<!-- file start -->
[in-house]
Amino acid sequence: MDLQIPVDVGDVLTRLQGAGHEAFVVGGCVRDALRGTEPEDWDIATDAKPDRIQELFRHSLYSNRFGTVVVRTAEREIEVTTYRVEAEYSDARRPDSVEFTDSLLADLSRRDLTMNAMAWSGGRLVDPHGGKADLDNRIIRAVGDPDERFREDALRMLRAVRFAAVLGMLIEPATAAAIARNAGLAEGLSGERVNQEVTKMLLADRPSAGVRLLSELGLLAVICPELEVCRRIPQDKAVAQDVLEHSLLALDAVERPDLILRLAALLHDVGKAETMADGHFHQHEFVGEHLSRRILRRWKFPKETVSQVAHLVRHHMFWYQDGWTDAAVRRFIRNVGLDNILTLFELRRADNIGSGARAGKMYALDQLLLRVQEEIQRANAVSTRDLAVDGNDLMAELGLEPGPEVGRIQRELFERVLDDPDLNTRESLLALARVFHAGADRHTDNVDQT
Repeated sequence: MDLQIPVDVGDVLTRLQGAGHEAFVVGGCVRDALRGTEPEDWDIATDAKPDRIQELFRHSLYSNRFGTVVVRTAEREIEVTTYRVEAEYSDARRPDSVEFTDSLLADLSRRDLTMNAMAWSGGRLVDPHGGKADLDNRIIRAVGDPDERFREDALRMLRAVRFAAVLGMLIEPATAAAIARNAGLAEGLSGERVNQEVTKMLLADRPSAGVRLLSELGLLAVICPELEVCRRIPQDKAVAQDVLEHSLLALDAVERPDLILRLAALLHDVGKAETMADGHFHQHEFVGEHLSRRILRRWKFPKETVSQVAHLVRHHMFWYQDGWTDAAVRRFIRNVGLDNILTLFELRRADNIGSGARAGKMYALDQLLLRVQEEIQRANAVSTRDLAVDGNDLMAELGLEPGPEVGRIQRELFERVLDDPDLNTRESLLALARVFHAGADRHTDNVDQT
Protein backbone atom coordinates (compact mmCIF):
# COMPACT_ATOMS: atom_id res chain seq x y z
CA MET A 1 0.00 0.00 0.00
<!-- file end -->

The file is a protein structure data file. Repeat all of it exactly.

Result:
[in-house]
Amino acid sequence: MDLQIPVDVGDVLTRLQGAGHEAFVVGGCVRDALRGTEPEDWDIATDAKPDRIQELFRHSLYSNRFGTVVVRTAEREIEVTTYRVEAEYSDARRPDSVEFTDSLLADLSRRDLTMNAMAWSGGRLVDPHGGKADLDNRIIRAVGDPDERFREDALRMLRAVRFAAVLGMLIEPATAAAIARNAGLAEGLSGERVNQEVTKMLLADRPSAGVRLLSELGLLAVICPELEVCRRIPQDKAVAQDVLEHSLLALDAVERPDLILRLAALLHDVGKAETMADGHFHQHEFVGEHLSRRILRRWKFPKETVSQVAHLVRHHMFWYQDGWTDAAVRRFIRNVGLDNILTLFELRRADNIGSGARAGKMYALDQLLLRVQEEIQRANAVSTRDLAVDGNDLMAELGLEPGPEVGRIQRELFERVLDDPDLNTRESLLALARVFHAGADRHTDNVDQT
Repeated sequence: MDLQIPVDVGDVLTRLQGAGHEAFVVGGCVRDALRGTEPEDWDIATDAKPDRIQELFRHSLYSNRFGTVVVRTAEREIEVTTYRVEAEYSDARRPDSVEFTDSLLADLSRRDLTMNAMAWSGGRLVDPHGGKADLDNRIIRAVGDPDERFREDALRMLRAVRFAAVLGMLIEPATAAAIARNAGLAEGLSGERVNQEVTKMLLADRPSAGVRLLSELGLLAVICPELEVCRRIPQDKAVAQDVLEHSLLALDAVERPDLILRLAALLHDVGKAETMADGHFHQHEFVGEHLSRRILRRWKFPKETVSQVAHLVRHHMFWYQDGWTDAAVRRFIRNVGLDNILTLFELRRADNIGSGARAGKMYALDQLLLRVQEEIQRANAVSTRDLAVDGNDLMAELGLEPGPEVGRIQRELFERVLDDPDLNTRESLLALARVFHAGADRHTDNVDQT
Protein backbone atom coordinates (compact mmCIF):
# COMPACT_ATOMS: atom_id res chain seq x y z
CA MET A 1 0.00 0.00 0.00